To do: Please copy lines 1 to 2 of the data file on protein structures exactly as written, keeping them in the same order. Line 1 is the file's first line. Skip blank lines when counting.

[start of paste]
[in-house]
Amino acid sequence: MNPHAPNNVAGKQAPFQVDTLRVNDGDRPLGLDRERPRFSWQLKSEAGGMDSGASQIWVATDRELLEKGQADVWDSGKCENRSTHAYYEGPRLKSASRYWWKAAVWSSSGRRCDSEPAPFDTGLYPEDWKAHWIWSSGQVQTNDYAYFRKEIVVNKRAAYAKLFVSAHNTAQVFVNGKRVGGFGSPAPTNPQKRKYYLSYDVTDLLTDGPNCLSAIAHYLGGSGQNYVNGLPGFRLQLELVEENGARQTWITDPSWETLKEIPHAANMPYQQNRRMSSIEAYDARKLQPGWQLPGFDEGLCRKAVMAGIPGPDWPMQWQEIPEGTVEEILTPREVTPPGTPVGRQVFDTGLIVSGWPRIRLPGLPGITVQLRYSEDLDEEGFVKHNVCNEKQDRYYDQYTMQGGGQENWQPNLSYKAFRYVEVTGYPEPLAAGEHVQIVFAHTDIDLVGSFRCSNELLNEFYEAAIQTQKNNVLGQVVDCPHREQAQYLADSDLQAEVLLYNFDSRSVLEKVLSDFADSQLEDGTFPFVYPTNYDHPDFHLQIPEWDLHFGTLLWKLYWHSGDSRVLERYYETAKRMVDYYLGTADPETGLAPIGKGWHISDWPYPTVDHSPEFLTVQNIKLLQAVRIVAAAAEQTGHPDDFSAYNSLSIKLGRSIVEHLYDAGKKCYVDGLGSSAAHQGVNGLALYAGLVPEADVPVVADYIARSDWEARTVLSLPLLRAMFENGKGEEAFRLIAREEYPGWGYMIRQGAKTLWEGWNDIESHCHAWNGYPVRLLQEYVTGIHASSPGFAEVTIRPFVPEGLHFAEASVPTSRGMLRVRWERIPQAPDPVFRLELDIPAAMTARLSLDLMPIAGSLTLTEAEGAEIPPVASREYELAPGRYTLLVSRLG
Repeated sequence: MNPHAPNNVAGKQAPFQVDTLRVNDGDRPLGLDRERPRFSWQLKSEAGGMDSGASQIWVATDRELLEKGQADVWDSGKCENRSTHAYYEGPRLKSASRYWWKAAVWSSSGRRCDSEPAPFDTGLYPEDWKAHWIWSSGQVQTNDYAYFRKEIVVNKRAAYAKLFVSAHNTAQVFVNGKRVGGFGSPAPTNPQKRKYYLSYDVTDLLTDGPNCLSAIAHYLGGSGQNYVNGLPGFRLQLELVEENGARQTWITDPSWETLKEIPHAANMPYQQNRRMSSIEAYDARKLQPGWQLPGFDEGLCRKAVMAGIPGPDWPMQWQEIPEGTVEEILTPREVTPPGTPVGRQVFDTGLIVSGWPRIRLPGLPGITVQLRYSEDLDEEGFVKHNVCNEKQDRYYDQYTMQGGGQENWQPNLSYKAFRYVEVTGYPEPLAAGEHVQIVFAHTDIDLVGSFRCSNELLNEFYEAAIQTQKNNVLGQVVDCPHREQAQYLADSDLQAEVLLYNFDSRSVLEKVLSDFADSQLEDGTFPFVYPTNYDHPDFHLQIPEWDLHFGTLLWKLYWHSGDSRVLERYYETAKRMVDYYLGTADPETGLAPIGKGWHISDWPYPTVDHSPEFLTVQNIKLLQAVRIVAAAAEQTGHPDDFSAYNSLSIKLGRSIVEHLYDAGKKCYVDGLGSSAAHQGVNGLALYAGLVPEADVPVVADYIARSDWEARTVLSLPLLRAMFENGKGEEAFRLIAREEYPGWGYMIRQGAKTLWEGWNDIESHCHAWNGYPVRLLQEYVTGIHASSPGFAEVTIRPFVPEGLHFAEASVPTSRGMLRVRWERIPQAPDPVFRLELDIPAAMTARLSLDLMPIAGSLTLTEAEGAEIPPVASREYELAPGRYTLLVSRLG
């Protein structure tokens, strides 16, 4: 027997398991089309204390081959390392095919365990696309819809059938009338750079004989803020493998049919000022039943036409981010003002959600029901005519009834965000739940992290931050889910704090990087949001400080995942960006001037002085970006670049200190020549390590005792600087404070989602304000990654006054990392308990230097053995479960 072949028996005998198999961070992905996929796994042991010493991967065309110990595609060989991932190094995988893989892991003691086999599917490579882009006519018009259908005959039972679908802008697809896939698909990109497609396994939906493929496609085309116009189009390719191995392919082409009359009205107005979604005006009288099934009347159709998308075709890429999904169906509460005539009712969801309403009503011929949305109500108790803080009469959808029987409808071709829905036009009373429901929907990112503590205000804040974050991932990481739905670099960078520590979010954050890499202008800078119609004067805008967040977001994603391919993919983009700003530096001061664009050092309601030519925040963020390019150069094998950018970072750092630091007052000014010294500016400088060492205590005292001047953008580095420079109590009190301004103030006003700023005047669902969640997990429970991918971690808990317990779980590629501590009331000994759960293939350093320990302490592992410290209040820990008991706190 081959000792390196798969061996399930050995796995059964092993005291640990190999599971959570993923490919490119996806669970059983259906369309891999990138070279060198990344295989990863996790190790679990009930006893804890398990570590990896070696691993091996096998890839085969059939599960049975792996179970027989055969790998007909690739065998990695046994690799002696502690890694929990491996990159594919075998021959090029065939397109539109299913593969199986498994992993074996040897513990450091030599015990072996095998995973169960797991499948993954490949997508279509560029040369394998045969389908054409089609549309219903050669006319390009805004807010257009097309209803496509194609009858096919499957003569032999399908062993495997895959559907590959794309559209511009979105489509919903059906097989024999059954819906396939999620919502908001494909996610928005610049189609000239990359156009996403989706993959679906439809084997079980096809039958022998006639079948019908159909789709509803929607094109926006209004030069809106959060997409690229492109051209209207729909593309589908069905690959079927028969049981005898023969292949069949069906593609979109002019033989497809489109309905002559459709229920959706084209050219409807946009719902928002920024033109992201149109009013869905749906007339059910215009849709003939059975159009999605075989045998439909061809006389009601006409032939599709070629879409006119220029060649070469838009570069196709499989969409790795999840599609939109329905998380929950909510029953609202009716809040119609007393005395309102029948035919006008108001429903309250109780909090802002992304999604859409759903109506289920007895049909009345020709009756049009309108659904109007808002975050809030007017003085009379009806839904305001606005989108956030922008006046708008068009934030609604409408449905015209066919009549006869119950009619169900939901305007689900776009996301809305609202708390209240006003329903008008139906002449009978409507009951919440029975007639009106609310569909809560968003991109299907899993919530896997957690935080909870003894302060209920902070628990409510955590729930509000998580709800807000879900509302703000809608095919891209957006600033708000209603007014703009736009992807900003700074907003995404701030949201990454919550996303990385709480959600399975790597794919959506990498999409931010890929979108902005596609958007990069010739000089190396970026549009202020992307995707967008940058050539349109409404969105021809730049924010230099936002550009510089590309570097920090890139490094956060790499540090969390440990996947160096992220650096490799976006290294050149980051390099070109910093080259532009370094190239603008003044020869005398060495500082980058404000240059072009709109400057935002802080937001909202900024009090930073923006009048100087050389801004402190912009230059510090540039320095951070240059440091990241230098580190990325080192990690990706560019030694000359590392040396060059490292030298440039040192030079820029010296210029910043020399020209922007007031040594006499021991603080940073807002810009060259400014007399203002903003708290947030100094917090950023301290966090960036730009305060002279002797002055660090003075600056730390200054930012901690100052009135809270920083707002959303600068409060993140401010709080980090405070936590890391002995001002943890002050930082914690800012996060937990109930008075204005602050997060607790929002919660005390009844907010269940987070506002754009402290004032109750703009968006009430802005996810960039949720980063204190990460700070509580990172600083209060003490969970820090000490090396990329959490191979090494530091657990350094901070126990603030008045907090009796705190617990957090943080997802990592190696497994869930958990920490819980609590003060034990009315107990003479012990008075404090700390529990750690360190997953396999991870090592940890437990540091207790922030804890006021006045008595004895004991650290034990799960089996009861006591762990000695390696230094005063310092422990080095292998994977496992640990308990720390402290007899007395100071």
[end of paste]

[in-house]
Amino acid sequence: MNPHAPNNVAGKQAPFQVDTLRVNDGDRPLGLDRERPRFSWQLKSEAGGMDSGASQIWVATDRELLEKGQADVWDSGKCENRSTHAYYEGPRLKSASRYWWKAAVWSSSGRRCDSEPAPFDTGLYPEDWKAHWIWSSGQVQTNDYAYFRKEIVVNKRAAYAKLFVSAHNTAQVFVNGKRVGGFGSPAPTNPQKRKYYLSYDVTDLLTDGPNCLSAIAHYLGGSGQNYVNGLPGFRLQLELVEENGARQTWITDPSWETLKEIPHAANMPYQQNRRMSSIEAYDARKLQPGWQLPGFDEGLCRKAVMAGIPGPDWPMQWQEIPEGTVEEILTPREVTPPGTPVGRQVFDTGLIVSGWPRIRLPGLPGITVQLRYSEDLDEEGFVKHNVCNEKQDRYYDQYTMQGGGQENWQPNLSYKAFRYVEVTGYPEPLAAGEHVQIVFAHTDIDLVGSFRCSNELLNEFYEAAIQTQKNNVLGQVVDCPHREQAQYLADSDLQAEVLLYNFDSRSVLEKVLSDFADSQLEDGTFPFVYPTNYDHPDFHLQIPEWDLHFGTLLWKLYWHSGDSRVLERYYETAKRMVDYYLGTADPETGLAPIGKGWHISDWPYPTVDHSPEFLTVQNIKLLQAVRIVAAAAEQTGHPDDFSAYNSLSIKLGRSIVEHLYDAGKKCYVDGLGSSAAHQGVNGLALYAGLVPEADVPVVADYIARSDWEARTVLSLPLLRAMFENGKGEEAFRLIAREEYPGWGYMIRQGAKTLWEGWNDIESHCHAWNGYPVRLLQEYVTGIHASSPGFAEVTIRPFVPEGLHFAEASVPTSRGMLRVRWERIPQAPDPVFRLELDIPAAMTARLSLDLMPIAGSLTLTEAEGAEIPPVASREYELAPGRYTLLVSRLG